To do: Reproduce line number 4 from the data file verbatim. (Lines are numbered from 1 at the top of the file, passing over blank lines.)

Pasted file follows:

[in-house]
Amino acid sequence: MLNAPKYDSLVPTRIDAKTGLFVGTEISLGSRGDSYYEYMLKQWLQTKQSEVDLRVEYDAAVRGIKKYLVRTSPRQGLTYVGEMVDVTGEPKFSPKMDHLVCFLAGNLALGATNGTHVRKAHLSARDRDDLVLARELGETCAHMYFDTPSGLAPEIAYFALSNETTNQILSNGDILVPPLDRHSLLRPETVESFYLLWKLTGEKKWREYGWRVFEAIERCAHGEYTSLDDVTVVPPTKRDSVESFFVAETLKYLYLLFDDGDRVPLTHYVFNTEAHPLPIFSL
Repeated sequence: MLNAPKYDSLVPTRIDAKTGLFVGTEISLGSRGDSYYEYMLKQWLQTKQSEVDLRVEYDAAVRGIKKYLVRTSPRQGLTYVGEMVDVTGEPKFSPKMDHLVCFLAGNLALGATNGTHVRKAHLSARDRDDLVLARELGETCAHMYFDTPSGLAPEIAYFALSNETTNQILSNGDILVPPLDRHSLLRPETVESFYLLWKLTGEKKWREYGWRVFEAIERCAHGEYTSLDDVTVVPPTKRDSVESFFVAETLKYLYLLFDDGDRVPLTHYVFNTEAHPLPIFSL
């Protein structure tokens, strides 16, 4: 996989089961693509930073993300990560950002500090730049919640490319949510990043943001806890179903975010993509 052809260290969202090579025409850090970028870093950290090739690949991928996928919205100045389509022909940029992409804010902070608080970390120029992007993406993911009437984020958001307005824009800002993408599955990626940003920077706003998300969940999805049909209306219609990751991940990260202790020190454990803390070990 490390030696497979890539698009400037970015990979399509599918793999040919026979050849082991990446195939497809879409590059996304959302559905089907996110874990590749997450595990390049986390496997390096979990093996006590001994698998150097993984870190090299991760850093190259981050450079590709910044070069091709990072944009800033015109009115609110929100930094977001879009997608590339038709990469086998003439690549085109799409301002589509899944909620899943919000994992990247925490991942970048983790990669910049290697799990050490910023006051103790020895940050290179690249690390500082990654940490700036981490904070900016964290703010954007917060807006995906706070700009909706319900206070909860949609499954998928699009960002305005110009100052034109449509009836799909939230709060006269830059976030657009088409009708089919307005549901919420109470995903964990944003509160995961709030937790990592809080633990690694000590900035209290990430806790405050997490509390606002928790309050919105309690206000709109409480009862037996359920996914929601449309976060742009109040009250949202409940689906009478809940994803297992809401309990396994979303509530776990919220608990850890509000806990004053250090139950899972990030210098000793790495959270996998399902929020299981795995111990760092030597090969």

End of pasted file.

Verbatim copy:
């Protein structure tokens, strides 16, 4: 996989089961693509930073993300990560950002500090730049919640490319949510990043943001806890179903975010993509 052809260290969202090579025409850090970028870093950290090739690949991928996928919205100045389509022909940029992409804010902070608080970390120029992007993406993911009437984020958001307005824009800002993408599955990626940003920077706003998300969940999805049909209306219609990751991940990260202790020190454990803390070990 490390030696497979890539698009400037970015990979399509599918793999040919026979050849082991990446195939497809879409590059996304959302559905089907996110874990590749997450595990390049986390496997390096979990093996006590001994698998150097993984870190090299991760850093190259981050450079590709910044070069091709990072944009800033015109009115609110929100930094977001879009997608590339038709990469086998003439690549085109799409301002589509899944909620899943919000994992990247925490991942970048983790990669910049290697799990050490910023006051103790020895940050290179690249690390500082990654940490700036981490904070900016964290703010954007917060807006995906706070700009909706319900206070909860949609499954998928699009960002305005110009100052034109449509009836799909939230709060006269830059976030657009088409009708089919307005549901919420109470995903964990944003509160995961709030937790990592809080633990690694000590900035209290990430806790405050997490509390606002928790309050919105309690206000709109409480009862037996359920996914929601449309976060742009109040009250949202409940689906009478809940994803297992809401309990396994979303509530776990919220608990850890509000806990004053250090139950899972990030210098000793790495959270996998399902929020299981795995111990760092030597090969």